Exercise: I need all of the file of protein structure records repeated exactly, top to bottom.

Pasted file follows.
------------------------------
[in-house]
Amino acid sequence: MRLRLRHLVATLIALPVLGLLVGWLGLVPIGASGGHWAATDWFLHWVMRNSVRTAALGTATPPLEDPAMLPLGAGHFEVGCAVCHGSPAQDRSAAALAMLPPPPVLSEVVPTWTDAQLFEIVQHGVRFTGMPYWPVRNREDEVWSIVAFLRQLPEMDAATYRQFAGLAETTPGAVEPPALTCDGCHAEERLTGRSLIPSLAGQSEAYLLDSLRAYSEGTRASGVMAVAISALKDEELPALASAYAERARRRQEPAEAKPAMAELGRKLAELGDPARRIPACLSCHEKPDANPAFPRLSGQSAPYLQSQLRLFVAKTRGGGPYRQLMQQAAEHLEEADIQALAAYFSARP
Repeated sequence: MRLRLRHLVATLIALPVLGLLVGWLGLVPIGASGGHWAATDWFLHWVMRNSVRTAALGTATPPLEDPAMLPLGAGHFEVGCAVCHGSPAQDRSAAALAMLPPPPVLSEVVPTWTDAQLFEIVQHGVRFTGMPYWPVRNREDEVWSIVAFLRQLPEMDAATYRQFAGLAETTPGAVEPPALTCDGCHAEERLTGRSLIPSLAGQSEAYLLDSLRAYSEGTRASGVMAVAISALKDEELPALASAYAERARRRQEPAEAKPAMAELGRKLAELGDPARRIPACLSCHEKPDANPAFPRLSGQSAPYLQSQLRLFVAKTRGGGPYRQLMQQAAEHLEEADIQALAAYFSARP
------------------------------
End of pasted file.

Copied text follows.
[in-house]
Amino acid sequence: MRLRLRHLVATLIALPVLGLLVGWLGLVPIGASGGHWAATDWFLHWVMRNSVRTAALGTATPPLEDPAMLPLGAGHFEVGCAVCHGSPAQDRSAAALAMLPPPPVLSEVVPTWTDAQLFEIVQHGVRFTGMPYWPVRNREDEVWSIVAFLRQLPEMDAATYRQFAGLAETTPGAVEPPALTCDGCHAEERLTGRSLIPSLAGQSEAYLLDSLRAYSEGTRASGVMAVAISALKDEELPALASAYAERARRRQEPAEAKPAMAELGRKLAELGDPARRIPACLSCHEKPDANPAFPRLSGQSAPYLQSQLRLFVAKTRGGGPYRQLMQQAAEHLEEADIQALAAYFSARP
Repeated sequence: MRLRLRHLVATLIALPVLGLLVGWLGLVPIGASGGHWAATDWFLHWVMRNSVRTAALGTATPPLEDPAMLPLGAGHFEVGCAVCHGSPAQDRSAAALAMLPPPPVLSEVVPTWTDAQLFEIVQHGVRFTGMPYWPVRNREDEVWSIVAFLRQLPEMDAATYRQFAGLAETTPGAVEPPALTCDGCHAEERLTGRSLIPSLAGQSEAYLLDSLRAYSEGTRASGVMAVAISALKDEELPALASAYAERARRRQEPAEAKPAMAELGRKLAELGDPARRIPACLSCHEKPDANPAFPRLSGQSAPYLQSQLRLFVAKTRGGGPYRQLMQQAAEHLEEADIQALAAYFSARP